I got into track cycling when I was doing a lot of recreational rides in Minnesota with the AYH bike club. A few of the people in the club also were in a racing club, and raced on the track, and they organized a "Get High On the Track" session that included bike rental and track time for $5-- the Minnesota track is a lot like ADT but outdoors and the banking is pretty high. It was a blast and my girlfriend and I signed up for the 4 session class to get cleared to ride for training and racing ($50). I think we took the class in the fall, and she bought a track bike over the winter, and I got one in the spring.

    It's very addicting-- the racing is really intense and fast paced (I find it much more fun than road or crits), and training can be really hard or really relaxing, depending on what you're doing. Track skills translate well to the road, but road doesn't translate as well back. I was doing ~100 miles/week on the track much of this year (plus road miles), including racing just about every weekend at either Encino or ADT.

    One thing that a lot of people don't realize is that there are track races for all different sorts of rider-- it's very much not just about sprinting. The shortest events are the sprints, but points races can go 30-40 km at pretty high intensity and demand a lot of endurance.
    Track - the other off-road
    http://www.lavelodrome.org

  3. #3
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    Nice info! I too have been looking at the track thing since I may soon be moving to San Diego and this type of cycling appeals to me.
    Pax
    Tulsa, OK
    '12 Gravity Zilla, '12 Giant Talon 29'r, '88 Jamis Quest, Redline 9.2.5 (wrecked), Steyr Clubman, Raleigh Technium, GT Hardtail, DK Signal, Eastern Shovelhead

  4. #4
    Senior Member bitingduck's Avatar
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    For USCF licenses it may be that if you buy after november 2nd or so it's good until the end of the next year (but double check). I went to renew mine and it says I can't until 60 days before it expires-- I'm not entirely sure what they do about new licenses at the end of the year.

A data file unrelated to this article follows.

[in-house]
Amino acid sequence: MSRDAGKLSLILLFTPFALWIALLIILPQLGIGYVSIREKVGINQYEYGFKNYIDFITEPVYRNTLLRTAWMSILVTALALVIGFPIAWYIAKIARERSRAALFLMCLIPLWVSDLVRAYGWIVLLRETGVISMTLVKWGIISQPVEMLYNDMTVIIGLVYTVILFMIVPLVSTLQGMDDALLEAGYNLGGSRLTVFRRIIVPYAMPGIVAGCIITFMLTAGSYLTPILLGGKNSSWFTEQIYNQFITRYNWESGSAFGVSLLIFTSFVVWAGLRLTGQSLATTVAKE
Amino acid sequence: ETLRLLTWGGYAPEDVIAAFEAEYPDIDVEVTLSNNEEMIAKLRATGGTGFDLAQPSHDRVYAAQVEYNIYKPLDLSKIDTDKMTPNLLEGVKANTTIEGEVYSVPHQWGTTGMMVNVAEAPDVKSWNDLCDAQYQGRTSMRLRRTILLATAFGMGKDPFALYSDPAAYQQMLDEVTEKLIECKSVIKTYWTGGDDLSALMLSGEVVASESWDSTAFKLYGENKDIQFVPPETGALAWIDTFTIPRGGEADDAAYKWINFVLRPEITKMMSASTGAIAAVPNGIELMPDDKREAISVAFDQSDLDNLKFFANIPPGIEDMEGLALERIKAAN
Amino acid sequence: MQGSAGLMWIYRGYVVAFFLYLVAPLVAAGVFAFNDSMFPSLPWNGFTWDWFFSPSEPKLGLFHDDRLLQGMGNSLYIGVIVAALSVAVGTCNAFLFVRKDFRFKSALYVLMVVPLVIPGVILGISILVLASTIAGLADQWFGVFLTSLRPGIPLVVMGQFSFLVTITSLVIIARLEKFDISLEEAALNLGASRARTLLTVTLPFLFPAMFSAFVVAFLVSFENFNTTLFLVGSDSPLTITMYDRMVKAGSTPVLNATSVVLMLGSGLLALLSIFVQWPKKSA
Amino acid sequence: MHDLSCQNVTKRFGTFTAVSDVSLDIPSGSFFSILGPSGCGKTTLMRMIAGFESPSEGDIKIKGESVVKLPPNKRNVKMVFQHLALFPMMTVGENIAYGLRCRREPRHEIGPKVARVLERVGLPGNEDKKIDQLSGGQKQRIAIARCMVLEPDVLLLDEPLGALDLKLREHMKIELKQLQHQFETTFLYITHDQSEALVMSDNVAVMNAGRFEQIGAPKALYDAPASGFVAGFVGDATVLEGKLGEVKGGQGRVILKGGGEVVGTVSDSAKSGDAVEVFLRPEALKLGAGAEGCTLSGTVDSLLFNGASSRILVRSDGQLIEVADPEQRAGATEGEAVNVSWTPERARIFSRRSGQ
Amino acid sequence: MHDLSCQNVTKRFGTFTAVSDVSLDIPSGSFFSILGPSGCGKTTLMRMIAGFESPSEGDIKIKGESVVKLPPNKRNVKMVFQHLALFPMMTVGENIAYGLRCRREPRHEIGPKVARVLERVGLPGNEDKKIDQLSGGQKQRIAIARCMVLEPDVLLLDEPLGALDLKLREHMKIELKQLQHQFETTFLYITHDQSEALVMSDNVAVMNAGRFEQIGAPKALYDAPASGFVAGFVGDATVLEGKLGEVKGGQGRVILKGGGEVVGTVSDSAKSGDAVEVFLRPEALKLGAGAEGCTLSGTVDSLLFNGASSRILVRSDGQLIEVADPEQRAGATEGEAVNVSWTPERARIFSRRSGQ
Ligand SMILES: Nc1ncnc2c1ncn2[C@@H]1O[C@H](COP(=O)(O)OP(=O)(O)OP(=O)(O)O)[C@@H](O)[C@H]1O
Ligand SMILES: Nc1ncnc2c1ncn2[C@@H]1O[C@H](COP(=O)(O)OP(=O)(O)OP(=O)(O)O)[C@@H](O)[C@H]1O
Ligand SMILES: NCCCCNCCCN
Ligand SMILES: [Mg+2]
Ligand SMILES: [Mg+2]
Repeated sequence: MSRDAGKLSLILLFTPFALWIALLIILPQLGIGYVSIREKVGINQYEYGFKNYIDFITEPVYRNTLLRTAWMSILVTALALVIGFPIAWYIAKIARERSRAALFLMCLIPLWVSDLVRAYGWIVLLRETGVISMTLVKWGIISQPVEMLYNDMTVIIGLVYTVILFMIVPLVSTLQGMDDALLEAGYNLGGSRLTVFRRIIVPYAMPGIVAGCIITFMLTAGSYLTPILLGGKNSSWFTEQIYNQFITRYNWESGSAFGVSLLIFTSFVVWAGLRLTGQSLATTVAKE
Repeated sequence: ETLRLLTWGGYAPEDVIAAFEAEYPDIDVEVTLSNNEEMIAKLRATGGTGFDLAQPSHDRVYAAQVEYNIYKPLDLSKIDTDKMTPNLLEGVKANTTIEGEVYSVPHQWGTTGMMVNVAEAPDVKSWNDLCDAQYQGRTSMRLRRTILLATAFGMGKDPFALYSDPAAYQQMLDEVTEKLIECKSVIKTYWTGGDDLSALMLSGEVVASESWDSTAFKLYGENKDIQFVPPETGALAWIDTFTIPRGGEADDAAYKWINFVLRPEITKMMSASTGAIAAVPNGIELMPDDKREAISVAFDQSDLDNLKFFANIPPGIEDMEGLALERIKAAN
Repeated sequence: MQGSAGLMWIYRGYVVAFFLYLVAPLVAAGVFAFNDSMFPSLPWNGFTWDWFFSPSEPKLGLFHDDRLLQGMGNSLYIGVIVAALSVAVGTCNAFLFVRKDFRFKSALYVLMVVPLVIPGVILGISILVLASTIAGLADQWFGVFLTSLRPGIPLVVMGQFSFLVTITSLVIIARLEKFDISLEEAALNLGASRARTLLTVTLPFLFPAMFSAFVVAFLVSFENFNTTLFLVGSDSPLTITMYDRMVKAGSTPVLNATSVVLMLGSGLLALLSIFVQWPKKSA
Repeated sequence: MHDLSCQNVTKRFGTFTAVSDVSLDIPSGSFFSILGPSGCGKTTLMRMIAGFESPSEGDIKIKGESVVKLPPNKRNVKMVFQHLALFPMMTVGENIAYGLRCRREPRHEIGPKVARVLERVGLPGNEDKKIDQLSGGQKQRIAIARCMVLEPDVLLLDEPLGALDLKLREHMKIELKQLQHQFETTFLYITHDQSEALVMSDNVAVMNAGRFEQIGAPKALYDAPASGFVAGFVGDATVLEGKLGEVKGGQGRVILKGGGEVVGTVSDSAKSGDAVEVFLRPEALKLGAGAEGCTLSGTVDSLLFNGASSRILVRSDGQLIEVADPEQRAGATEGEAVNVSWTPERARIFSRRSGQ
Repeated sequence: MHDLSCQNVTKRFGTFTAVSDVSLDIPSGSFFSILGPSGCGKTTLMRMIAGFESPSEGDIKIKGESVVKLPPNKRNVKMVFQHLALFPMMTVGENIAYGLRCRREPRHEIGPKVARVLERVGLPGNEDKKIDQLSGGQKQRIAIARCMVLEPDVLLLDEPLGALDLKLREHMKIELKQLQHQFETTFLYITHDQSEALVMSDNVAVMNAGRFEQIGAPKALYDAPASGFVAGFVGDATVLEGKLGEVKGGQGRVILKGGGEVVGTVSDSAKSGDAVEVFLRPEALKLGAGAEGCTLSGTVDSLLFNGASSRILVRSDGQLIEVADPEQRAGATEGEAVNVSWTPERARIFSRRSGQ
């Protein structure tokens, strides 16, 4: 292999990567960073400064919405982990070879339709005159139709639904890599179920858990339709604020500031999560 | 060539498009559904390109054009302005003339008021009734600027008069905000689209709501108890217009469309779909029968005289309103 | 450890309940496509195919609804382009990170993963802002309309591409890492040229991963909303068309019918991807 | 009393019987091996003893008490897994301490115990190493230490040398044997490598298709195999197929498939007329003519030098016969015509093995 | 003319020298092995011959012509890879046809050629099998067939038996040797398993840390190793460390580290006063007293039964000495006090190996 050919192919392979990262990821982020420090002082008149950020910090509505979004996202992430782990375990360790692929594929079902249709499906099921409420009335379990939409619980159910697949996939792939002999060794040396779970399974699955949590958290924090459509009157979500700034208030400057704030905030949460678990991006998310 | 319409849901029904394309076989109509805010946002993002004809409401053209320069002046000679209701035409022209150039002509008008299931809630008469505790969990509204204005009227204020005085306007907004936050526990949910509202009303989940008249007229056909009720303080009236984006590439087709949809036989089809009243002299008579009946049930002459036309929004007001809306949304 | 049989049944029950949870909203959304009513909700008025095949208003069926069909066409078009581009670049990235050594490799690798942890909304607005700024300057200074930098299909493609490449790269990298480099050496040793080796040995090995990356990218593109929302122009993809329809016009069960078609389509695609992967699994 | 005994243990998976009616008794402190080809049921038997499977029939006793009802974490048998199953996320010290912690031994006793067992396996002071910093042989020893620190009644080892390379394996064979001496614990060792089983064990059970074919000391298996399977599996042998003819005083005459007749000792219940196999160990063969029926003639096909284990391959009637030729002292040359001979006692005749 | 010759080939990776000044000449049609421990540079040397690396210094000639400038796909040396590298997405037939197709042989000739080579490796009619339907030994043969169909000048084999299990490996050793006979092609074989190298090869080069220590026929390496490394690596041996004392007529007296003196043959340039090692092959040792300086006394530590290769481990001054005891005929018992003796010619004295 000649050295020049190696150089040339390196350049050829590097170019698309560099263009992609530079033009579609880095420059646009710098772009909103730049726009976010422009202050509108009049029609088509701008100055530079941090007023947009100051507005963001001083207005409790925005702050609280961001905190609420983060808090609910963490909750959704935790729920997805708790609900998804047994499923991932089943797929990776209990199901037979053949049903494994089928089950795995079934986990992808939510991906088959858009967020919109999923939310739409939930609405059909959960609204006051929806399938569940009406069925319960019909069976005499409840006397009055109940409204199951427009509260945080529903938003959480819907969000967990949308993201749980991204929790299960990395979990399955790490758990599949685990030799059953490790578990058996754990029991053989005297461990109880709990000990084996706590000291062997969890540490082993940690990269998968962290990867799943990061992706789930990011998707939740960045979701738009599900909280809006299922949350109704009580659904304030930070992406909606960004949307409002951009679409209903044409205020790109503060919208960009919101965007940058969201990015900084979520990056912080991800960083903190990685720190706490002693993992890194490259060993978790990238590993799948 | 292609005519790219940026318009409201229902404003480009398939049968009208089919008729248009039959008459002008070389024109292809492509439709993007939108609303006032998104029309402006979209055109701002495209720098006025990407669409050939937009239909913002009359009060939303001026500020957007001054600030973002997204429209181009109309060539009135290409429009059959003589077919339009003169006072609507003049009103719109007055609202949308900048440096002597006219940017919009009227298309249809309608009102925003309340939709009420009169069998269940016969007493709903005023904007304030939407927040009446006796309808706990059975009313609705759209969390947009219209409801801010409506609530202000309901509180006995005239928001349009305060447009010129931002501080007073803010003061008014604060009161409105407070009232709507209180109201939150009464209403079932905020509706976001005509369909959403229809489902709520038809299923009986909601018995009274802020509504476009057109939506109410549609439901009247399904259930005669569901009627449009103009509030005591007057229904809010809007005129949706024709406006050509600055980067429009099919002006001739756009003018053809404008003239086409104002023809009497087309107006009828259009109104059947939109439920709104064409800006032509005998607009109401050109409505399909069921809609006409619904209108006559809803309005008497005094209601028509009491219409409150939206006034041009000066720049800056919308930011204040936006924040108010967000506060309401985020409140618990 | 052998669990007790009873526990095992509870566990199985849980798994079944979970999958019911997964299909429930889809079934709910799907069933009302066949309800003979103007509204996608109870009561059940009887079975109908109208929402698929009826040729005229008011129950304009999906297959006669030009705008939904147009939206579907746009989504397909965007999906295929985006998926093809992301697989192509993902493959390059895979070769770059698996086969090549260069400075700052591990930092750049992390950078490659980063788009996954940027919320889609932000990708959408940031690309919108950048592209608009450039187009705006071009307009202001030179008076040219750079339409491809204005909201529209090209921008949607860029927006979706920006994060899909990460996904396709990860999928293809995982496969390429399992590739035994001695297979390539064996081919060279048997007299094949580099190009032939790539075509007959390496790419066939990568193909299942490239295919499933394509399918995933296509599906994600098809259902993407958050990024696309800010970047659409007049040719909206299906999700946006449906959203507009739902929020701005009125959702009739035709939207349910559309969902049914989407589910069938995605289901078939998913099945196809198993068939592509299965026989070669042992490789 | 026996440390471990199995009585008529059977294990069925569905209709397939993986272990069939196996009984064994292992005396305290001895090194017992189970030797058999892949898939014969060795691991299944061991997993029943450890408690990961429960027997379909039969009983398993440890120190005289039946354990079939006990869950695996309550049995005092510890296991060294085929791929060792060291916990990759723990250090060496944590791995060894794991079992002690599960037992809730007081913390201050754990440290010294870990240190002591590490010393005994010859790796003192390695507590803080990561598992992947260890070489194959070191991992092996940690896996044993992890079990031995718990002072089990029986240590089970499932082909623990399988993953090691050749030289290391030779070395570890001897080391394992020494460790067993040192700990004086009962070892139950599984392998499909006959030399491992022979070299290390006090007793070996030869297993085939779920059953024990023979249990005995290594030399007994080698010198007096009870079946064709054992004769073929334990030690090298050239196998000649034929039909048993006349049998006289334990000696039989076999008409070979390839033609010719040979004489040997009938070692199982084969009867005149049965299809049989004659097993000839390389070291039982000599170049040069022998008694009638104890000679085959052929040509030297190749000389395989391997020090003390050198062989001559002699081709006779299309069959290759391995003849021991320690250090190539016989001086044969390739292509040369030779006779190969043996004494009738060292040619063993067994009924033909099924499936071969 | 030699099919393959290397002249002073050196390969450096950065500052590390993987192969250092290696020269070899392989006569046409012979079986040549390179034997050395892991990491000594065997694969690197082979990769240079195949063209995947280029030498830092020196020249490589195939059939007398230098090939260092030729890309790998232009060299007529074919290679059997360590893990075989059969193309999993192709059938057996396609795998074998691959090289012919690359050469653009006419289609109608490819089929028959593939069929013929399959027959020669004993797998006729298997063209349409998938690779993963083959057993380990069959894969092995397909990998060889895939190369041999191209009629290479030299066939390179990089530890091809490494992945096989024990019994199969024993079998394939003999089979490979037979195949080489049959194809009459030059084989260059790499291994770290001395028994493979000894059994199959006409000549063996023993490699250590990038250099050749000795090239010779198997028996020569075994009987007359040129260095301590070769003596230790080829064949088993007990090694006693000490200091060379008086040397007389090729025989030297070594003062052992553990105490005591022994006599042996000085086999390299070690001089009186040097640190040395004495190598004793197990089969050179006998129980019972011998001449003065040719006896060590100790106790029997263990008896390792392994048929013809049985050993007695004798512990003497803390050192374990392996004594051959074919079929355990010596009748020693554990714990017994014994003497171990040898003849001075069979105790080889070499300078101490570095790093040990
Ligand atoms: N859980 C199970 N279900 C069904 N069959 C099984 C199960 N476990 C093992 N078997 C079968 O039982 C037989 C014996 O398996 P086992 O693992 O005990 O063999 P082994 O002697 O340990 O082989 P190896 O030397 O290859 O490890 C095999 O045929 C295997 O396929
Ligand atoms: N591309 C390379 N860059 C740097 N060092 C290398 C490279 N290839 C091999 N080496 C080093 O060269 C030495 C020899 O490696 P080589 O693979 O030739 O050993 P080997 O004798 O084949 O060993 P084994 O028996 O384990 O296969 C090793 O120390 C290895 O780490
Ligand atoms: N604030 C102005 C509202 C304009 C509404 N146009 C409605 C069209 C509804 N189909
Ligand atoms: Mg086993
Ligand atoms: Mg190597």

Track - the other off-road
    http://www.lavelodrome.org

  5. #5
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    Thanks for very detailed info! I actually checked the ADT's site and was suprised to find out that the classes are fairly cheap compared to karting or road var racing school. This will definitely fit my budget! I will actually visit a race when before I take any sort of classes, just to get a feel of the atmosphere of the sport. I'm sure its going send chills down my spine! Oooo...can't wait! I actually talked my friend into talking some the beginner/intro class with me and we both live around the LA area, so this is going to be great!

    As experience goes, I've only been riding mountain bicycles on trails and singletrack trails for recreation. I started to commute to school just recently, but I have never tried a fixed gear bicycle before. I'm actually planning to turn my uncle's old peugeot to have a fixedgear, just so that I can get some experience on them. Thanks again, bitingduck!